Unfortunately, in yet another assault on the devolved rights of the Scottish Parliament, the Conservative government sought to block this legislation. In October 2021, the UK Government secured a Supreme Court ruling that said parts of the new bill were outside the competency of Holyrood to legislate. The SNP government then proposed to bring back revised legislation. However, after some 18 months, there has been no move to do so. This delay is the source of Bruce Adamson’s criticism of Nicola Sturgeon.


THE SNP government points out that since the Supreme Court intervened, work has been ongoing to revise the previous legislation in a manner that would satisfy the courts and the Tory government, but that this legal draftsmanship is complex and takes time to get right, given the necessary consultation with Westminster. Revised amendments were transmitted to Conservative ministers in early March and a reply is still forthcoming.

Adamson has also criticised the six-month notice being given to statutory authorities affected by any revised legislation before a new bill can come to Holyrood. He believes this is unnecessary because these bodies were notified in the earlier legislative process. He may have a point.

On the other hand, if any local authority or other body decided to contest in the courts such a lack of prior notice, then we would have even more delay.

There have been many calls for the Scottish Government to speed up the process of revising the UNCRC bill, including from the Scottish Parliament’s all-party Equalities Committee, chaired by SNP MSP Kaukab Stewart.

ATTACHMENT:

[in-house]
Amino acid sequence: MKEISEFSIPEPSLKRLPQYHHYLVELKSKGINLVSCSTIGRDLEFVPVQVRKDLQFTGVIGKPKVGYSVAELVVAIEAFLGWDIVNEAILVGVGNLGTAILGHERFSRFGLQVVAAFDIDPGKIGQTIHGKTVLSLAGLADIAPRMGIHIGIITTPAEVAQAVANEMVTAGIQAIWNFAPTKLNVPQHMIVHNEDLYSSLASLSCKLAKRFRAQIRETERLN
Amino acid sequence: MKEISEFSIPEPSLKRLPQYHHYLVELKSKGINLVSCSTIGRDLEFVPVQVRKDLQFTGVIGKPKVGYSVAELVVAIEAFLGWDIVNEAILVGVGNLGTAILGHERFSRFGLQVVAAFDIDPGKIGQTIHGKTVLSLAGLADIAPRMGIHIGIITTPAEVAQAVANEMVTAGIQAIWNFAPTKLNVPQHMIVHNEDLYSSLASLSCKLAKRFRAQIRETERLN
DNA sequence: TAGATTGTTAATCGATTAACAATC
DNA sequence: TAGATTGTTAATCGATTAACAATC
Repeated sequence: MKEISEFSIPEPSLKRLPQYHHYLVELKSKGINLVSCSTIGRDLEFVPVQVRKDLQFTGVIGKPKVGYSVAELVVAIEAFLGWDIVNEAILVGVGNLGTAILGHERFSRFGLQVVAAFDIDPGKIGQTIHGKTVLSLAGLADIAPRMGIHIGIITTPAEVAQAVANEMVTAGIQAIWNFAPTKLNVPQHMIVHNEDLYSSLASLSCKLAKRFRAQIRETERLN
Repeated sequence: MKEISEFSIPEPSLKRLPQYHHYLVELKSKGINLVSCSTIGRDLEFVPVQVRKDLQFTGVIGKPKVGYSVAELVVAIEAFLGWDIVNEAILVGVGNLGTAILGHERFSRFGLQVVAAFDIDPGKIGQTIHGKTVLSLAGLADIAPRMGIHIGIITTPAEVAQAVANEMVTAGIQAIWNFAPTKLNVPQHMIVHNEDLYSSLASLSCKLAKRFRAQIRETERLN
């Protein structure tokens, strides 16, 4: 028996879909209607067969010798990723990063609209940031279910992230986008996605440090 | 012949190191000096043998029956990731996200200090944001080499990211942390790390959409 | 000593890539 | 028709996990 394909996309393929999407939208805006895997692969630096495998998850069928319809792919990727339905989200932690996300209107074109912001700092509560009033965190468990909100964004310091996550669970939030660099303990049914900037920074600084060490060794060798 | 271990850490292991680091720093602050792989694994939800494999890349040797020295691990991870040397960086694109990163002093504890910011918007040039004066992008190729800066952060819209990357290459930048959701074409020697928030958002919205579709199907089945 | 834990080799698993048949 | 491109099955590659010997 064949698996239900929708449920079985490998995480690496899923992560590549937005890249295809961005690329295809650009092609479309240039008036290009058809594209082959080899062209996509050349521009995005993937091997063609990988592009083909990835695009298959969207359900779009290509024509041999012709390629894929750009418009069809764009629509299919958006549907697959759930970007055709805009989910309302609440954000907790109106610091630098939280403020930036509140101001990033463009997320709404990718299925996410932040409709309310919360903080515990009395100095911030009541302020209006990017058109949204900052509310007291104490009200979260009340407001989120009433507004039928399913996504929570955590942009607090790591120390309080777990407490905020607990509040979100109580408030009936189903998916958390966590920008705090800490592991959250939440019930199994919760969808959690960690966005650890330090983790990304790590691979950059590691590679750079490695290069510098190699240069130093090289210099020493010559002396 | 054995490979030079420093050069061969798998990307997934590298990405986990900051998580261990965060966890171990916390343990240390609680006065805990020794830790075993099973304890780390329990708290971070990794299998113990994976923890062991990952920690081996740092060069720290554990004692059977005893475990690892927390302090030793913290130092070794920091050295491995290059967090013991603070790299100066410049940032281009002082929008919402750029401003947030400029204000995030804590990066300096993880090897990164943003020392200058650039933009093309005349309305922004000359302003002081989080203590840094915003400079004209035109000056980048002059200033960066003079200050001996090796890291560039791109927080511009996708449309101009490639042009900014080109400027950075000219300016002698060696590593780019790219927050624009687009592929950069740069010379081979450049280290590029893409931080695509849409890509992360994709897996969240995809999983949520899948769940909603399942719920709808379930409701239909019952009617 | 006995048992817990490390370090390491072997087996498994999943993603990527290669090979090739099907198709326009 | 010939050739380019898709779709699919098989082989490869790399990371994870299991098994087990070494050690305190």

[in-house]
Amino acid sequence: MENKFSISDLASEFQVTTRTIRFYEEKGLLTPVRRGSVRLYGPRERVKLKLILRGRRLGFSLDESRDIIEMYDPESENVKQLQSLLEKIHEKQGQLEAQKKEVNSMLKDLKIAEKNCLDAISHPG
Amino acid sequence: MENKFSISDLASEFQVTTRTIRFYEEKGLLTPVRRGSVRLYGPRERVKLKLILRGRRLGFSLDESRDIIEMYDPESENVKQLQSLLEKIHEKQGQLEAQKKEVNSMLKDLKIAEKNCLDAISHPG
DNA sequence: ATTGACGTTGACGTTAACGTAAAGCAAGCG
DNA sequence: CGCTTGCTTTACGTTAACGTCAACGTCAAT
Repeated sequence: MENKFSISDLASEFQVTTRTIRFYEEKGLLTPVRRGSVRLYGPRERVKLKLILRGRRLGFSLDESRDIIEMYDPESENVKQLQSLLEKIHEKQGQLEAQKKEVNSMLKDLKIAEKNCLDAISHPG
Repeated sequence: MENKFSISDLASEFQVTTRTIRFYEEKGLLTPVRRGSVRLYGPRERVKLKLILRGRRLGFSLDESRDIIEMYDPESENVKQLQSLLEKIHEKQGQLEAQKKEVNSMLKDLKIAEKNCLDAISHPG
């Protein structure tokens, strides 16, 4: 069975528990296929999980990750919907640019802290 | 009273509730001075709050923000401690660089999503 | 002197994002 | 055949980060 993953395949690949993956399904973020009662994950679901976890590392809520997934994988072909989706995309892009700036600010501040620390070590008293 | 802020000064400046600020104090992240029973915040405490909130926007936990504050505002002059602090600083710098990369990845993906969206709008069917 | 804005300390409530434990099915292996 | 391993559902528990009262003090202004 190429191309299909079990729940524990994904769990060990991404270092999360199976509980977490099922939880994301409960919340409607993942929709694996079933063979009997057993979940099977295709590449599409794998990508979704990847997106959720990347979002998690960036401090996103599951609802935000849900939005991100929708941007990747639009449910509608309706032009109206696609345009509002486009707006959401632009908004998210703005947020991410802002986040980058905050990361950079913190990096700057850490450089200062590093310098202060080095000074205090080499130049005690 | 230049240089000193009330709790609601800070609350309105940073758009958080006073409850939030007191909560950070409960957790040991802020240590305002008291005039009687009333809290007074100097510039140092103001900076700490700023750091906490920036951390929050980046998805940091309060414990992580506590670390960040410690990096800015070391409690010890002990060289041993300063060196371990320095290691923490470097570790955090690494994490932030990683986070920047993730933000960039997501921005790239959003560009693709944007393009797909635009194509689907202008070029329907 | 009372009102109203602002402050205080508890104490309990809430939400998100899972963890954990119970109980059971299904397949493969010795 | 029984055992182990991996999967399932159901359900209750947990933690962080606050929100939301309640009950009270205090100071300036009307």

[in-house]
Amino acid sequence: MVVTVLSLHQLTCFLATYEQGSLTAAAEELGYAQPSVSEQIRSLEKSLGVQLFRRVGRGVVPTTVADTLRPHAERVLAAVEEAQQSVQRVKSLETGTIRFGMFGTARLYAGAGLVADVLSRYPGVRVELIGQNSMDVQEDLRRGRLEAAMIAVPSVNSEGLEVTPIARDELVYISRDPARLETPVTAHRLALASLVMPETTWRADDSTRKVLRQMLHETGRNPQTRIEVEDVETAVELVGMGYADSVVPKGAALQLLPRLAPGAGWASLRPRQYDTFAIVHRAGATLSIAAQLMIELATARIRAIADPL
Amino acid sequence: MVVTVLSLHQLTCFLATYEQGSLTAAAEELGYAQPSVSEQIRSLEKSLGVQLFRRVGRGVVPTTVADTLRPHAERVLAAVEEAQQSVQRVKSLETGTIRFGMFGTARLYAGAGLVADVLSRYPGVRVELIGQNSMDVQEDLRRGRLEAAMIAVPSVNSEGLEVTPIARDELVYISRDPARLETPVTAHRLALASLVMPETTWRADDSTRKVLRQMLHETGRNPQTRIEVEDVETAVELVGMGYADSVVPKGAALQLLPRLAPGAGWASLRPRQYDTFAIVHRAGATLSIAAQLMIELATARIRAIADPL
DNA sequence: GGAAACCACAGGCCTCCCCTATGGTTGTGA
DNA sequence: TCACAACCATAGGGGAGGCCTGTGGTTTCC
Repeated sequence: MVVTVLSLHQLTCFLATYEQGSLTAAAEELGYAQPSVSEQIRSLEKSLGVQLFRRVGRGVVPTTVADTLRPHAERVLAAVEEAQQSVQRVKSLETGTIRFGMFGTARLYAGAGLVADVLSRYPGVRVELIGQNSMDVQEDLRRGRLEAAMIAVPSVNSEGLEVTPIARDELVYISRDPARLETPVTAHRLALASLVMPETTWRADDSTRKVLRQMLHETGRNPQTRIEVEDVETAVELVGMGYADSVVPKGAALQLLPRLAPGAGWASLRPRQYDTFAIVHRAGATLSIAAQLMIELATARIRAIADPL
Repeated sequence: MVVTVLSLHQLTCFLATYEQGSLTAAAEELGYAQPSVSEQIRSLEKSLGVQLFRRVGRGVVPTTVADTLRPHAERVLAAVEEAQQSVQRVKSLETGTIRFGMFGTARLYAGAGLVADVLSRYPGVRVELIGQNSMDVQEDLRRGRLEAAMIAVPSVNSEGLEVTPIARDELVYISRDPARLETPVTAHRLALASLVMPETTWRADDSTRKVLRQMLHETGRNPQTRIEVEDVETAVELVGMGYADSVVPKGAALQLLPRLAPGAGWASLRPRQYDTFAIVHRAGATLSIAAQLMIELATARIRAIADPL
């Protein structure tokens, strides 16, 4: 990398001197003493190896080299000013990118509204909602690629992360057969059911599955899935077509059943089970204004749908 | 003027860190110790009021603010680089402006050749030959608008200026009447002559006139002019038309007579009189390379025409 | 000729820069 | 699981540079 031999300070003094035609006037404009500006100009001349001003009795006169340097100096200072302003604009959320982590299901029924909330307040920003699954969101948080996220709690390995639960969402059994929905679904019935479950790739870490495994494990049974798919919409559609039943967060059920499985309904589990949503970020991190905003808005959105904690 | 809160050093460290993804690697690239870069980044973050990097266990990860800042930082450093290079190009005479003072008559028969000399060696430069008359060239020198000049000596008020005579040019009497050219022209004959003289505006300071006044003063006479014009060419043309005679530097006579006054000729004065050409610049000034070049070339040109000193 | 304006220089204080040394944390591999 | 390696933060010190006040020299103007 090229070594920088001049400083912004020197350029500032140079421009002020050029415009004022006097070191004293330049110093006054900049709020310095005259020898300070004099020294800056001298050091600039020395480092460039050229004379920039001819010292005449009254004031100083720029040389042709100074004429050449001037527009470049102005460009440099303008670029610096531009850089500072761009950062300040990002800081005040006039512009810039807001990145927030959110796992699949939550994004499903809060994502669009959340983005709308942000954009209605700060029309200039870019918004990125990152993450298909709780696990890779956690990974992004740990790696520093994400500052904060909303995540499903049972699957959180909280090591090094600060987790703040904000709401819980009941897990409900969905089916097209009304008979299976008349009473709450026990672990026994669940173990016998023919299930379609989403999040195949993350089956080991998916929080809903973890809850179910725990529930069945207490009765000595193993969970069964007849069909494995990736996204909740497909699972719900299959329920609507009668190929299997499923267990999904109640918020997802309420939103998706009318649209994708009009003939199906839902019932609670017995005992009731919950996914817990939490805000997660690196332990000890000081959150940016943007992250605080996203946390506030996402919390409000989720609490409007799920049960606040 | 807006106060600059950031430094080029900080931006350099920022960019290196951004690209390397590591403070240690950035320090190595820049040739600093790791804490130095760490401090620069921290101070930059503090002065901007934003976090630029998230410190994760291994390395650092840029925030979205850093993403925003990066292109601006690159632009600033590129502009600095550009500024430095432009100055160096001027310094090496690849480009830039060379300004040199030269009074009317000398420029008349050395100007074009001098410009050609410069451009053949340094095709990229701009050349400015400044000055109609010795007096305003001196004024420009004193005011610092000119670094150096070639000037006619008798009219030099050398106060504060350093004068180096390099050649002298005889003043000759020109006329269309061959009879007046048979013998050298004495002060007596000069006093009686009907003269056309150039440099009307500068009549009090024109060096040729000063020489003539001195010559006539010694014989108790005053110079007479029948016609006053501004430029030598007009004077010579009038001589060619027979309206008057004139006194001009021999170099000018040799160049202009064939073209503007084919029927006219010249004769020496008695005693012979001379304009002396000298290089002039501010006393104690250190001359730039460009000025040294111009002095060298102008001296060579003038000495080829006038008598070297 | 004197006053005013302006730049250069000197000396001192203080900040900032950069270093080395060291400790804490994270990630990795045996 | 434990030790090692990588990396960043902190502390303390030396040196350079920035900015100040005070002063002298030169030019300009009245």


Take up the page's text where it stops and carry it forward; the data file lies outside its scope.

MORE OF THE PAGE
During the recent SNP electoral contest, Yousaf claimed that advancing the legislative process for the amended bill would be one of his priorities. Certainly, further delay would be unconscionable, but Adamson can hardly claim that the issue is not getting attention.


ADAMSON has gathered headlines by saying Nicola Sturgeon “absolutely” failed Scotland’s young people. His passion is undeniable and his impatience understandable.

The National: Nicola Sturgeon in the Scottish Parliament

But by any rational political consideration the child-centred policies of the SNP are far in advance of anything coming from Westminster – from the baby box to the Scottish Child Payment.

In the very week Adamson reiterated his criticisms over UNCRC, the Scottish Government announced it was extending free university tuition to the children of migrants.

Adamson has also argued that not enough has been done to deal with the after-effects on children of the pandemic. But the SNP government invested around £2.5 billion to support low-income families during Covid, of which £1bn is estimated to have benefited children. Two rounds of Covid hardship payments were target towards 145,000 children in low-income households.

No one would deny the lasting educational or mental health impact of Covid, but Adamson’s assertion of an “absolute failure” to address the problem is not credible.

He is right to argue for more public finance, but the lack of resources is more to do with Westminster austerity than an unwillingness of the Scottish Government to be pro-active.


Five out of 10.

The National:

There is an urgency to revise the UNCRC legislation but implying that Sturgeon has somehow failed “absolutely” when it was she who initiated the fight to incorporate the convention into Scottish law is both misguided and unhelpful.